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Why does reseating graphics card fix problem?


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#1 JAFL

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Posted 10 July 2016 - 07:36 PM

I'm really hoping someone can give me some insight on a recent computer problem I had, which may or may not be resolved:

 

I have a 6-month old Lenovo desktop with a factory installed Nvidia GeForce GTX 960 graphics card.   Everything has been working fine for the six months I've had the computer.  Recently, after entering sleep mode, my monitor failed to come out of energy saving mode because, as it's error message said, it wasn't receiving power from the video card.  I went through a myriad of things to try to fix the problem such as restarting the computer, checking all the connections, doing a hard boot, etc. but nothing worked.  I hooked up a different monitor to the computer and verified it wasn't the monitor that had the problem, it was something going on with the computer.  So after a couple of calls with Lenovo tech support I was ready to mail it in and have them resolve it, which I was reluctant to do as it's a risk that something could get damaged in transport.   I did however, do a lot of research online to this particular problem, and one thing that kept coming up was to reseat the graphics card.  

 

So sure enough, as a last ditch effort, I tried this and it worked.  So, my question for those in the know, is why does reseating a graphics card solve a problem like this?  And is it really solved, or could there be a bigger problem going on with the mother board?  I really don't want to send in the computer if I don't have to, and so far, it's working normal again.  

 

Is there any particular reason that 'reseating' the card works? Does this have something to do with dust, static electricity? Makes no sense to me as my computer is very well protected and never gets bumped.  I've never opened the desktop until today.  The card is very well secured, so it's not as though it's come lose or anything.  

 

Thanks in advance for any insight on this.



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#2 RolandJS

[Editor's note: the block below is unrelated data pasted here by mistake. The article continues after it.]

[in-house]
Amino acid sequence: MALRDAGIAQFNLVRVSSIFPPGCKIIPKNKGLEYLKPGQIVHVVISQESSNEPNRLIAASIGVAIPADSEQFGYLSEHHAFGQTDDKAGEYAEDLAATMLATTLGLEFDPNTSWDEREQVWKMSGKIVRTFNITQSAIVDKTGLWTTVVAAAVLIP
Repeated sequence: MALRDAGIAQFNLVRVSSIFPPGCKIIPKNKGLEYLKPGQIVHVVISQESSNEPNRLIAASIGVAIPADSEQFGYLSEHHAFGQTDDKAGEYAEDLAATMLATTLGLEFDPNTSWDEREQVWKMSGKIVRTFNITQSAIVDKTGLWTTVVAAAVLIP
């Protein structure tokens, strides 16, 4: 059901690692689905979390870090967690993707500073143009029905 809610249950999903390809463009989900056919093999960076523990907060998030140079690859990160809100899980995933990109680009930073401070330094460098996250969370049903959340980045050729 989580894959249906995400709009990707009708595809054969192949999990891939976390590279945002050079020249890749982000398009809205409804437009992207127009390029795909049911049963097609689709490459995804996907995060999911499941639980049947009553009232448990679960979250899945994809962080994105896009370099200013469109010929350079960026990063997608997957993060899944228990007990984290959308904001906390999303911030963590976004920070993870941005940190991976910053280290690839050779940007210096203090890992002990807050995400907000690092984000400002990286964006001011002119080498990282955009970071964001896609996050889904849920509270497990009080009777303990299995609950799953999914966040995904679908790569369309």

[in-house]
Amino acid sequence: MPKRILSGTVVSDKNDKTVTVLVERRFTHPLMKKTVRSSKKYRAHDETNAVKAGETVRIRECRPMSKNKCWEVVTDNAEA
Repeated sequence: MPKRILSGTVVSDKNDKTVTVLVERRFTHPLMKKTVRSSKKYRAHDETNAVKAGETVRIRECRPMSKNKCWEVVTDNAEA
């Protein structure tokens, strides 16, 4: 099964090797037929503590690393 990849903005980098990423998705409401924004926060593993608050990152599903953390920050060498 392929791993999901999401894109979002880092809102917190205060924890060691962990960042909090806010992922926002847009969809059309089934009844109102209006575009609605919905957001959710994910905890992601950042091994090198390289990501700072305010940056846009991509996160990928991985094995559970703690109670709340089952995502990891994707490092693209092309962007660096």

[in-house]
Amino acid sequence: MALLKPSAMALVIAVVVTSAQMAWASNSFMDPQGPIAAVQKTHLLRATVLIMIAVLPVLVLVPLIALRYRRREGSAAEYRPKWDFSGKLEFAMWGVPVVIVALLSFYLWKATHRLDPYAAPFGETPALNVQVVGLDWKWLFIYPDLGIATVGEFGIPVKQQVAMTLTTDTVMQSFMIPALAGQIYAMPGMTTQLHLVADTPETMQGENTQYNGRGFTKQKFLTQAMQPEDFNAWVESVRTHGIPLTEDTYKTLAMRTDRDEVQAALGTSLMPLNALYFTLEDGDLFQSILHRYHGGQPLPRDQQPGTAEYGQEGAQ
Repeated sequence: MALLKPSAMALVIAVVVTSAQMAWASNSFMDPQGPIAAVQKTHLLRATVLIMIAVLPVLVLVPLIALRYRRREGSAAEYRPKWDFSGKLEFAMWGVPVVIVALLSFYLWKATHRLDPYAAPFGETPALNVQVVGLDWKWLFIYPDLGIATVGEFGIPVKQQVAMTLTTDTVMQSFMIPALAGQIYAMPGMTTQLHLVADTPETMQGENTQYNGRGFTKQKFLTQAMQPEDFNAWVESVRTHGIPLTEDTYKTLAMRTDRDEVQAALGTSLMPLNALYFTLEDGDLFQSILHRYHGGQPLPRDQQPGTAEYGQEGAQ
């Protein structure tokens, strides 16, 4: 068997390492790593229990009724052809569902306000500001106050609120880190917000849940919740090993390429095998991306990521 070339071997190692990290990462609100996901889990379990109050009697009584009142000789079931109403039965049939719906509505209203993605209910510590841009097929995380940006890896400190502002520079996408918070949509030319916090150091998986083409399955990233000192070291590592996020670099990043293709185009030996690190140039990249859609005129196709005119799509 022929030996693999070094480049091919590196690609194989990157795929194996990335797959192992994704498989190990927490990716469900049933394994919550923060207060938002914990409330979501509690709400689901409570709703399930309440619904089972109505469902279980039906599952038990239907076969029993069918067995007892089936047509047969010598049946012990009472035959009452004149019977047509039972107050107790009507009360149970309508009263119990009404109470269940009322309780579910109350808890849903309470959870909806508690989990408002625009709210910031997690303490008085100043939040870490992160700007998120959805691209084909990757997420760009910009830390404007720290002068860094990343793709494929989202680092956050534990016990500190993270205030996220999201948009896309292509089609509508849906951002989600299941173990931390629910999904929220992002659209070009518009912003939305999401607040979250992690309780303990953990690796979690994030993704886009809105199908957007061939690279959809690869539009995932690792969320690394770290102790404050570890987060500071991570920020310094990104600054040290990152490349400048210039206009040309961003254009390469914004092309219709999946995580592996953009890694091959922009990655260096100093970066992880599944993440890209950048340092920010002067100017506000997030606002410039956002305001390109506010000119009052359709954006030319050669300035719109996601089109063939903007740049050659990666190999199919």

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Posted 10 July 2016 - 07:57 PM

Maybe the factory did not fully seat the card; and you fully seated the card?


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#3 JAFL

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Posted 10 July 2016 - 08:22 PM

Maybe the factory did not fully seat the card; and you fully seated the card?

Perhaps, but it worked fine for six months.  And the card appeared to be fully seated in its slot.  I had to depress the clip to get it out, as well unscrew a support bar over the top of the card.  Just seems odd to me that a computer that never moves, is never bumped, works great....would all of a sudden need its graphics card reseated.



#4 TsVk!

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Posted 10 July 2016 - 08:39 PM

During normal use the board heats up and expands. When you shut down your machine it contracts and causes some oxidization on the contacts. This can build up over time and cause a poor circuit, particularly if the card wasn't spotlessly clean or very tight when it was first installed. It's pretty common. With RAM too.



#5 RolandJS

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Posted 10 July 2016 - 09:06 PM

Tsvk, you're right as rain!  I totally forgot that what you posted happens day in, day out.


"Take care of thy backups and thy restores shall take care of thee."  -- Ben Franklin revisited.

http://collegecafe.fr.yuku.com/forums/45/Computer-Technologies/

Backup, backup, backup! -- Lady Fitzgerald (w7forums)

Clone or Image often! Backup... -- RockE (WSL)


#6 mjd420nova

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Posted 11 July 2016 - 01:52 PM

I can't count the hundreds of man hours spent unplugging and reseating mainframe boards in the later 60's.  Heating and cooling cycles will make boards grow and shrink, moving around on its mounts.  Contacts are mostly just pressure type and oxidation will occur.  Remounting the boards allowed some oxidation to be rubbed off and a clean mating surface is achieved.


Edited by mjd420nova, 11 July 2016 - 01:52 PM.





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